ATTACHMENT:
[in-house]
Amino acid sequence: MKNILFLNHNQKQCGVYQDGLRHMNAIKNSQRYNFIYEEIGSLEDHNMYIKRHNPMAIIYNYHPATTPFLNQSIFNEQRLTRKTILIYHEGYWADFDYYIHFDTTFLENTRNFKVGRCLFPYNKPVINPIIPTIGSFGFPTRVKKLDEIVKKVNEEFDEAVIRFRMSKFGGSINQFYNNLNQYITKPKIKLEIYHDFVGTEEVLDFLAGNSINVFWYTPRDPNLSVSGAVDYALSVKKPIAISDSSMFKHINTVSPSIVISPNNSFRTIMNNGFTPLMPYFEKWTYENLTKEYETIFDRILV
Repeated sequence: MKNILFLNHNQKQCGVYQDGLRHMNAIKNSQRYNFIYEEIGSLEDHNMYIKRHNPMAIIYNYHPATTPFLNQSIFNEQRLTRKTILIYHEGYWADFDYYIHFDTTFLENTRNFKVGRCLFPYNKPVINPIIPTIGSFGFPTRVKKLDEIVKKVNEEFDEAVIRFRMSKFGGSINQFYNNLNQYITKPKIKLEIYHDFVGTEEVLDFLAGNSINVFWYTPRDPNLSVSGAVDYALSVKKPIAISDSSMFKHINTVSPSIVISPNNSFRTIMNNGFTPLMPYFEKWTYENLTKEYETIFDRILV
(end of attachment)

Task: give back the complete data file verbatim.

[in-house]
Amino acid sequence: MKNILFLNHNQKQCGVYQDGLRHMNAIKNSQRYNFIYEEIGSLEDHNMYIKRHNPMAIIYNYHPATTPFLNQSIFNEQRLTRKTILIYHEGYWADFDYYIHFDTTFLENTRNFKVGRCLFPYNKPVINPIIPTIGSFGFPTRVKKLDEIVKKVNEEFDEAVIRFRMSKFGGSINQFYNNLNQYITKPKIKLEIYHDFVGTEEVLDFLAGNSINVFWYTPRDPNLSVSGAVDYALSVKKPIAISDSSMFKHINTVSPSIVISPNNSFRTIMNNGFTPLMPYFEKWTYENLTKEYETIFDRILV
Repeated sequence: MKNILFLNHNQKQCGVYQDGLRHMNAIKNSQRYNFIYEEIGSLEDHNMYIKRHNPMAIIYNYHPATTPFLNQSIFNEQRLTRKTILIYHEGYWADFDYYIHFDTTFLENTRNFKVGRCLFPYNKPVINPIIPTIGSFGFPTRVKKLDEIVKKVNEEFDEAVIRFRMSKFGGSINQFYNNLNQYITKPKIKLEIYHDFVGTEEVLDFLAGNSINVFWYTPRDPNLSVSGAVDYALSVKKPIAISDSSMFKHINTVSPSIVISPNNSFRTIMNNGFTPLMPYFEKWTYENLTKEYETIFDRILV